BERSIH: Greater electoral reforms

We were least surprise when MCA leader like Ong Ka Chuan and several Umno leaders say ‘no’ to the use of indelible ink. That’s because with the introduction of indelible ink, they cannot manipulate future elections with multiple voting anymore. In past elections, certain members of the ruling parties were specailly tasked to vote more than once on polling day. Can you imagine, constituency like Kuala Terengganu had a turnout rate of more than 95%!

One needs not ‘sympathise’ with BN component parties because they still have plenty other manipulations in their hands to help win elections. Thier mantra is Cheat to Win!

4 June 2007

Media Release
————-

BERSIH welcomes EC’s decision on indelible ink

BERSIH welcomes the Election Commission’s decision to consider the use of indelible ink in elections. Its responsiveness to one of BERSIH’s three immediate demands will strengthen our democratic institutions
and increase the legitimacy of the elected government.

This long-awaited decision is the result of the unwavering demands of the 64 NGOs and political  parties that support BERSIH. This encouraging development suggests that civil society’s voice counts and all Malaysians who desire accountability, transparency and participation in public affairs must articulate and lobby for other forms of electoral and political reform.

However, the SPR must be seen to act speedily to ensure the implementation of indelible ink for the next election and further to make sure that such implementation is in accordance with internationally accepted best practices.

These efforts to promote democracy must be supported, nurtured and continued. BERSIH urges the Elections Commission to take up the other reform demands listed below:

1. Cleaning up the electoral roll

While indelible ink can eliminate multiple voting, it does not prevent the impersonation and involuntary transfer of voters. To ensure all legitimate voters and only all legitimate voters can vote in the elections, EC must advice against any decision by the government to hold elections before the electoral roll is satisfactorily cleaned up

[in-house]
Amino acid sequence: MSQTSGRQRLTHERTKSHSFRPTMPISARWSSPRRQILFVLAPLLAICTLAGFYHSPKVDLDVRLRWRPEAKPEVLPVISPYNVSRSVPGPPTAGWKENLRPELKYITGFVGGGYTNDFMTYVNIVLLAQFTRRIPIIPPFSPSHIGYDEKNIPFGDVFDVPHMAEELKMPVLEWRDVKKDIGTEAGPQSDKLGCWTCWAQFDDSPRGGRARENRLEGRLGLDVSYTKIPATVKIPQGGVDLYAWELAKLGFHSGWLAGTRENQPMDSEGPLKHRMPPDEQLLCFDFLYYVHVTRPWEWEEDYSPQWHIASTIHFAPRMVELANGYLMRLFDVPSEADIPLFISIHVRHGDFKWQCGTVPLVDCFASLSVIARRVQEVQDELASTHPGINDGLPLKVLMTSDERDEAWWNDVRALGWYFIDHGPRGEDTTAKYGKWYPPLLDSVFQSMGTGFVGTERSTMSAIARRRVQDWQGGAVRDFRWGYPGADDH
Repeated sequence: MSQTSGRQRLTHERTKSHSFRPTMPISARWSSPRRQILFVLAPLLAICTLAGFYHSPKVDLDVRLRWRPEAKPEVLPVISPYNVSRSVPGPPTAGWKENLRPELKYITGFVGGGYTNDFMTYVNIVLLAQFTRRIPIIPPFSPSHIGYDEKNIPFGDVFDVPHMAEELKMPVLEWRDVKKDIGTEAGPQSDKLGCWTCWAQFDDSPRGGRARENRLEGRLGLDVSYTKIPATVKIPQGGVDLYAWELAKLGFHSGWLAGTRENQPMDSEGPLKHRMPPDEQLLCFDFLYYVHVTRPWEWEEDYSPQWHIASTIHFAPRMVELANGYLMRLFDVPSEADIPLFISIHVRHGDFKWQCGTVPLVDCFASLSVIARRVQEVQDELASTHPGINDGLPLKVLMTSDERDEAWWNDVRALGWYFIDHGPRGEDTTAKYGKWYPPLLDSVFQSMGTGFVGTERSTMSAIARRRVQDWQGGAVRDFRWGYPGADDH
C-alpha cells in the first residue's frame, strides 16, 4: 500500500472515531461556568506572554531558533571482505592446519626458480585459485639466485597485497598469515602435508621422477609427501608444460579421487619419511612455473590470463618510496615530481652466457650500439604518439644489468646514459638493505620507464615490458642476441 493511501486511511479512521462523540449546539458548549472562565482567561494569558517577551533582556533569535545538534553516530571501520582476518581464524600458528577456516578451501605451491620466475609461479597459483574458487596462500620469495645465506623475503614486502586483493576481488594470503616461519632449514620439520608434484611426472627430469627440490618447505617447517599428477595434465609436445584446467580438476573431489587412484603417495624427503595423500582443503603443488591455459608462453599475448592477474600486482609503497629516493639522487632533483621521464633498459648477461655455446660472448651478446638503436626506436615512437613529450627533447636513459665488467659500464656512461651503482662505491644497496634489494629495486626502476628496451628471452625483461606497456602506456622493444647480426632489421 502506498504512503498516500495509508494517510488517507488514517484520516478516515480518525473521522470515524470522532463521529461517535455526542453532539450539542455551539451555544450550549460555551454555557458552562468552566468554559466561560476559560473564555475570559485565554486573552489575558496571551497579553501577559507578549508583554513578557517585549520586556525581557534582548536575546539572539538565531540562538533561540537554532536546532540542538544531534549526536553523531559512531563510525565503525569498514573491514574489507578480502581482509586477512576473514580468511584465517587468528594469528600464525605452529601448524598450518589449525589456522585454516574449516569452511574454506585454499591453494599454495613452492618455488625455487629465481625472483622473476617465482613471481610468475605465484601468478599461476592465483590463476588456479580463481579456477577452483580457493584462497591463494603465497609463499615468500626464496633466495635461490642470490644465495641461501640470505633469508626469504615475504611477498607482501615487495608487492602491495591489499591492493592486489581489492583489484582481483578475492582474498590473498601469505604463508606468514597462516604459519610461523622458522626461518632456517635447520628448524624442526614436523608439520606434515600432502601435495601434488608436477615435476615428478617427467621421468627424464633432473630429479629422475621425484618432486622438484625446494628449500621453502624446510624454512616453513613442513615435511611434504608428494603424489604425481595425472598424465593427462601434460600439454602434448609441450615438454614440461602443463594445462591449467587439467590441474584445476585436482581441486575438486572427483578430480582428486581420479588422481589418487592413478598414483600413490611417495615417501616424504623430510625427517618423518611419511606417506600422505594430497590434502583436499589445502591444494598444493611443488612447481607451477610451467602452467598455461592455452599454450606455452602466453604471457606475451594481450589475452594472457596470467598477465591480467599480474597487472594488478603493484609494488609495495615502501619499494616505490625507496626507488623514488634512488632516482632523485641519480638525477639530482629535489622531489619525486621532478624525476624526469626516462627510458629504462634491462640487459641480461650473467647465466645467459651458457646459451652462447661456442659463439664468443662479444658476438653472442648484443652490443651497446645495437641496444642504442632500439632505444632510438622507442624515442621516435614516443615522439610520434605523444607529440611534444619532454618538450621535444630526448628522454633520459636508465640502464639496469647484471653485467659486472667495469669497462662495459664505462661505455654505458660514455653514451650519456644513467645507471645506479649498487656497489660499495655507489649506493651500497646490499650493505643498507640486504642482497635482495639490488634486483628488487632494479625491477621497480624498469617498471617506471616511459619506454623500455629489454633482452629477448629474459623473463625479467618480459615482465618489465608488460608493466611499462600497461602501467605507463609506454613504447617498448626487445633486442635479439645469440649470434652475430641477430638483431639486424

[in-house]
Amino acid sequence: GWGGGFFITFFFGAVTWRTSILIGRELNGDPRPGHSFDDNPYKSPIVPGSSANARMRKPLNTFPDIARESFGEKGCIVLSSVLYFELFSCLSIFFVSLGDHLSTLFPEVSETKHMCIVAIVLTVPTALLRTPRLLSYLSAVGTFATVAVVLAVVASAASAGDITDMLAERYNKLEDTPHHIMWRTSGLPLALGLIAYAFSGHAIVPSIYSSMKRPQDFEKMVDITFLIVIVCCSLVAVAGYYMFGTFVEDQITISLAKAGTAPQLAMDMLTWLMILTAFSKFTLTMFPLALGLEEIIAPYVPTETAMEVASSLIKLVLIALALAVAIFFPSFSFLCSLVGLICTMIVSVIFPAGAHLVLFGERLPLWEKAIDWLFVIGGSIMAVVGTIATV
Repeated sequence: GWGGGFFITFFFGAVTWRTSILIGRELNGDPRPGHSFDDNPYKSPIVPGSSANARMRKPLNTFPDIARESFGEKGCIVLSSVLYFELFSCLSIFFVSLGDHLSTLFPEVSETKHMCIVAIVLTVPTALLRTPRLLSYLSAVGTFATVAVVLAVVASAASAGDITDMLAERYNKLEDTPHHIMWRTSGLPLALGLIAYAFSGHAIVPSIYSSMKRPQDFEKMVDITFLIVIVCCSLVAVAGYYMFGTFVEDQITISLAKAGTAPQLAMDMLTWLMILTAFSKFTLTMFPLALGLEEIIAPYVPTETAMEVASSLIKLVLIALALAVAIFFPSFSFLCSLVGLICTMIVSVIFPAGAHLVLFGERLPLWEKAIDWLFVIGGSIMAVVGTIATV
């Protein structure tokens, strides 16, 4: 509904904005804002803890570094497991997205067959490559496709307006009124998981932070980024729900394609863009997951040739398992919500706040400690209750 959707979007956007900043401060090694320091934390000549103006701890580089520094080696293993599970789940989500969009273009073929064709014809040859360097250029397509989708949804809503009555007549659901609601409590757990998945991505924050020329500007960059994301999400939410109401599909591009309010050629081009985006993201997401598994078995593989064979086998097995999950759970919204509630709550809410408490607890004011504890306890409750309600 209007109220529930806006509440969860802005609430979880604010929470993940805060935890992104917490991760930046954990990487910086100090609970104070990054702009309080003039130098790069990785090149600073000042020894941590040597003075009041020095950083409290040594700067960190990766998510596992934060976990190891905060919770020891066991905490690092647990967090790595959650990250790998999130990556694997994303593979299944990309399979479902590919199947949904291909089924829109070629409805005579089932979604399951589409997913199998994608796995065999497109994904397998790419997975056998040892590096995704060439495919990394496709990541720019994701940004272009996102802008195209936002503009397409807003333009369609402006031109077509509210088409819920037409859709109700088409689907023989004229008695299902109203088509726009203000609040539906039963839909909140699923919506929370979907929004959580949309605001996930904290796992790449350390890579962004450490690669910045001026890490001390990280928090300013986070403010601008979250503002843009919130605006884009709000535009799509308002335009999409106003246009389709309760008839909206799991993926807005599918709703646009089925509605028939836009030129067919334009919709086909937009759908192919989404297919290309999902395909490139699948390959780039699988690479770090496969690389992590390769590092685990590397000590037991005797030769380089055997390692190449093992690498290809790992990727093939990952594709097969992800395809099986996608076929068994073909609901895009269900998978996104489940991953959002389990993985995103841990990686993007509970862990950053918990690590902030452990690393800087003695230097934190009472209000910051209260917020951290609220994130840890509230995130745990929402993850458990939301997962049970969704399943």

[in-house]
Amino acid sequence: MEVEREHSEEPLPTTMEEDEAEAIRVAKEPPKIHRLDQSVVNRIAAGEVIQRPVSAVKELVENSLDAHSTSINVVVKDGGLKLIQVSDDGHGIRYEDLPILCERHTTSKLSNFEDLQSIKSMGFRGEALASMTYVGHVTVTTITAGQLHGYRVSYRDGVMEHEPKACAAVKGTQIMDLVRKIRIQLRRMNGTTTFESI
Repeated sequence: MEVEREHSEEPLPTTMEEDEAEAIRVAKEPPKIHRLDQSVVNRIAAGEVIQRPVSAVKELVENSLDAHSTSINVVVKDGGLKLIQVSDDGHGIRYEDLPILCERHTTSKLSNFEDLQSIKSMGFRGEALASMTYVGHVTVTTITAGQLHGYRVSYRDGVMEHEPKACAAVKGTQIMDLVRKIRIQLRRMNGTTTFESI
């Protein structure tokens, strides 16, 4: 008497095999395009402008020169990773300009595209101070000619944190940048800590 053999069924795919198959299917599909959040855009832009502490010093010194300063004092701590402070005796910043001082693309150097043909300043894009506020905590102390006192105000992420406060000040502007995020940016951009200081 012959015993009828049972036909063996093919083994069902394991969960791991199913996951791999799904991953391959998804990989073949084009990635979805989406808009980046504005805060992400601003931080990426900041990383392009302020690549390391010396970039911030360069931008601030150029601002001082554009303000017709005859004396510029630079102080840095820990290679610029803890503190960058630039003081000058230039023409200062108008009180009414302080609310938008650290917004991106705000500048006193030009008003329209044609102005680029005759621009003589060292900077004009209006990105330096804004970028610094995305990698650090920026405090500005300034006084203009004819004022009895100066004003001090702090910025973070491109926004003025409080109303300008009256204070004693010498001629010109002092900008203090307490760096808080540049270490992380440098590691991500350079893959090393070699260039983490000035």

and updated.

2. Abolition of domestic postal voting

Dialogues and debate on the continuity or termination of this non-transparent process must begin immediately. Should the EC, security forces and others object to the abolition of this process, they must articulate their rationale publicly or else suggest ways to overcome the problems associated with this process, such as the disappearance of 5,000 ballots in Lumut over four consecutive ,elections since 1990.

With the exception of personnel who are on active duty on polling day, army and police personnel should be allowed to vote in polling centres. For personnel on active duty who are required to cast their votes before polling day, polling agents from the contesting parties should be allowed to observe the polling process.

We understand that EC Chairman is leaving office at the end of this year unless his term is extended by the Government. Tan Sri Abdul Rashid, who served as Secretary of the EC between 1979 and 1995,
returned to serve as its Chairman since 2001. Unfortunately, the 2004 general election saw some of the worst irregularities ever and this trend worsened in the recent Ijok by-election. If Tan Sri Rashid wishes to leave office with some form of legacy of reform, we demand
that the EC act on other more long-term actions such as:

1. Duration of campaigning period

The campaign period should be a minimum of 21 days, if not five weeks. Short campaign periods of less than 10 days must be reviewed. A shorter campaign period tends to disadvantage opposition parties, which operate with fewer resources than the Government, as well as lack access to state and public media. The Government’s prerogative to
call an election as and when it suits its partisan interests is
another reason why a longer campaign period is needed, in order to maintain a ‘level playing field’ for all parties.